Just by glancing through the track list, I already feel as if there might be a lot of valuable lessons to be learnt from this album. Each and every song title seems to give the impression that there is some great meaning behind it. Without further ado, on to the album’s first track! Track One: ‘Wake Up II’. So why the ‘II’? To be honest, I don’t know for certain but they do have a song titled ‘Wake Up’ on their 2010 album, Overture. Could this be the sequel to it? Anyhow, this one is a great start to the album (assuming you didn’t hit shuffle). It has a great rhythm and isn’t too light pop or heavy rock. It’s so well-balanced that I can’t help but get excited for this album, as opposed to feeling fed up right from the get-go because of some bad opening track... The lyrics are really well written, too; I especially appreciated the sense of irony and other techniques they used to express their thoughts. A very good example is how the song begins with, ‘Wake me up into your dream.’ Now this gets me hyped up to want to hear the album out to the very end! Track Two: Next up is ‘You Became the Light’, which is a really fantastic song but then, I’ll spare you the pain of going through an over-detailed play-by-play of every single track on this album. To find out more, you can purchase it yourselves! Track Three: It’s still only the third track so we are barely into it yet. I love the instrumentals here. It just sort of captures me and I find myself following along and enjoying the whole thing from start to finish. Although I didn’t go through the previous track for this review, let me just hint out that it and this song seem to be closely related. Right now, I’m really expecting even more connections between the songs to become apparent soon... Track Four: ‘Face Your Fears’. Face it. No beating around the bush with this song. To sum it up, it seems to be saying that there is simply no meaning in ‘trying’ to face up to our own fears; it is up to us as individuals to break down our own mental barriers. If not, we might just lose ourselves... Oh, if you hadn't realized, this song is the shortest out of all ten tracks on the album. Succinct, direct and to the point! A work of genius. Track Five: What a sweet title. It’s not easy to just declare ‘Forever Yours’. The lyrics portray some very strong feelings for the other party, to the extent that I could call the protagonist a ‘slave’ of love. No doubt it is splendid and all that somebody this dedicated still exists. However, in my personal opinion, there is certainly no need to make such big sacrifices in the name of ‘love’. Sometimes, we have to still consider the possibility of betrayal. Not to be paranoid, but we have to expect the unexpected. And it’s not that I hate this song either, although I can’t say that the lyrics really hit home for me... Track Six: ‘One Hundred Years’. Definitely not a short span of time, but why this title? Let us delve a little deeper then, shall we? It’s certainly a very light song that could probably be quite relaxing. Somehow, I get the feeling that it might actually be quite a smart move to have placed this one in the middle of the album so that listeners get a bit of a ‘refresher’ instead of slowly getting worn down with feels. Unfortunately though, this song was a bit of a sad one, too. It actually reminds me of the theme song from ‘Final Fantasy VIII’. (I won’t go into depth here as to why but those who are still unfamiliar with this awesome game, especially its story, should give it a try.) While Faye Wong’s ‘Eyes on Me‘ – the theme song in question – is great, I believe that ‘One Hundred Years’ could easily replace it and do just as well for the game. The song explains its use of the phrase as a form of exaggerated sadness. Brilliant that. Track Seven: ‘Let it go, let it go...’ Wait, NO. This isn't a new Disney cover, is it? Jokes aside, this song instantly changes the mood from ‘One Hundred Years’ back to the semi-heavy mood. In general, I would describe this song as kind of drawing on the ‘darker thoughts’ of life. Negativity is much more evident on this track than with any of the other songs... A sign of things to come later on in the album, perhaps? Track Eight: Heading on to the eighth track on this album, we have ‘Break Into Pieces’. Initial thoughts just by judging from the title led me to the conclusion that this song would not merely be about something like glass shattering into pieces but definitely have something deeper going for it... Apart from vocalist Kazuha describing herself as ‘breaking into pieces’, it also implies a level of hatred towards someone to the extent that she expresses wanting to ’break‘ him or her if she ever saw them reflected in a mirror(?). But the greatest wonder is who that someone might be? I’m really curious to find out. Could it be...herself? Leave a comment below and tell us what you think! Regardless, this song has a great rhythm and is very catchy, probably of the tracks on this album that are particularly worthy of the repeat button. Track Nine: ‘Tomorrow’ is another day. Or so they say. (I beg to differ.) How does this song portray tomorrow? Well, from listening to the lyrics, including ‘you and me always together’ and ‘I’ll be there for you... I’ll be there for your smile’, it feels as if though it is something like a one-sided relationship. The singer loves someone a lot but that someone may be treating her like a normal friend. However, this is just my take on it and may not represent the actual meaning behind it... Track Ten: Here it is – the final song! It was definitely a brilliant move to place ‘Blend & Fly’ as the last track. With its upbeat instrumentals, it seems to clear away the dark skies of previous tracks. This is something I can totally believe as the ‘closing statement’ for the album. Simply perfect. (And yes, I’m not going through this finale in detail either; you guys will have to find out for yourselves!) In conclusion, this album is quite a catch! I really give this band props for their stellar effort in arranging the track list to allow the listener to have the best possible experience of their music. Of course, nothing’s ever perfect though and I’ll briefly go through some aspects that I believe could have been improved on for this album or individual songs. I can’t quite put my finger on it exactly but I actually had to play back some songs a few times before I could catch what the lyrics were supposed to be. It may have been more to do with the pronunciation of some of the words than anything else, which made it hard for me to accurately make out what was being sung. Regardless, this issue can easily be solved and I really believe that I will see improvements by the band in their future releases. Also mentioned earlier, the awkward transition from ‘One Hundred Years’ to ‘Frozen’ should have been more carefully considered. I would have preferred ‘Tomorrow‘ to go after ‘One Hundred Years’ myself, but I guess there must be a legitimate reason for why the band chose the order they did. To close this review off, I would like to say that I’m in no way a representative of anybody else. The content of this review is just my own personal views of Kazha’s music. Either way, whether you like or didn't like my review, I would be so grateful if you could leave some suggestions about any areas I could do better on! Thank you all for reading this review! Special thanks to Nesshin Music for providing the music!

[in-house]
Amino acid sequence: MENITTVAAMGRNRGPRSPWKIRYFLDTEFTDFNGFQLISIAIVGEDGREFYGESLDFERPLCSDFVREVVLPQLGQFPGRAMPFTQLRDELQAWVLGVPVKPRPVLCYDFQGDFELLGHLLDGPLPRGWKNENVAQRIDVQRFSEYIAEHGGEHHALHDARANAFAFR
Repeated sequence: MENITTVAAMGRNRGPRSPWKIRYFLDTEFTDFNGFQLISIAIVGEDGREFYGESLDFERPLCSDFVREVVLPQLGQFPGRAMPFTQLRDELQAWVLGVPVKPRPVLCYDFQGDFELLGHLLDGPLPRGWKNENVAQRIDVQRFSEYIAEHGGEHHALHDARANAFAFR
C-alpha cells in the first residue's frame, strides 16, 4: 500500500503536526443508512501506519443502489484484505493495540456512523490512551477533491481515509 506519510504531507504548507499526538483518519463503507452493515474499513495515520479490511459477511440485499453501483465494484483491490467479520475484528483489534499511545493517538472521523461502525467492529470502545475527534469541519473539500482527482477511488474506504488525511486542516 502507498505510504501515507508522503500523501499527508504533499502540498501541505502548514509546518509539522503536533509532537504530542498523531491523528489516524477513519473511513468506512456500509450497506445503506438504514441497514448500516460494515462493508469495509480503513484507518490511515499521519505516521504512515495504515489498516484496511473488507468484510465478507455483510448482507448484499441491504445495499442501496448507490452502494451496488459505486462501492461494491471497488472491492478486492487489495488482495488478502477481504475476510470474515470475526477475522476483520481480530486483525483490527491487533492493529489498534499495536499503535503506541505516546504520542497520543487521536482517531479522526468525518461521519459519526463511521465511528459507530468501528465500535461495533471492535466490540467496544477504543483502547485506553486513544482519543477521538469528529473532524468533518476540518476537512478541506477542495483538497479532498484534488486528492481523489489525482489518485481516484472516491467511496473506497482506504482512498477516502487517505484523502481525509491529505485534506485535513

Check out other links: OHP, iTunes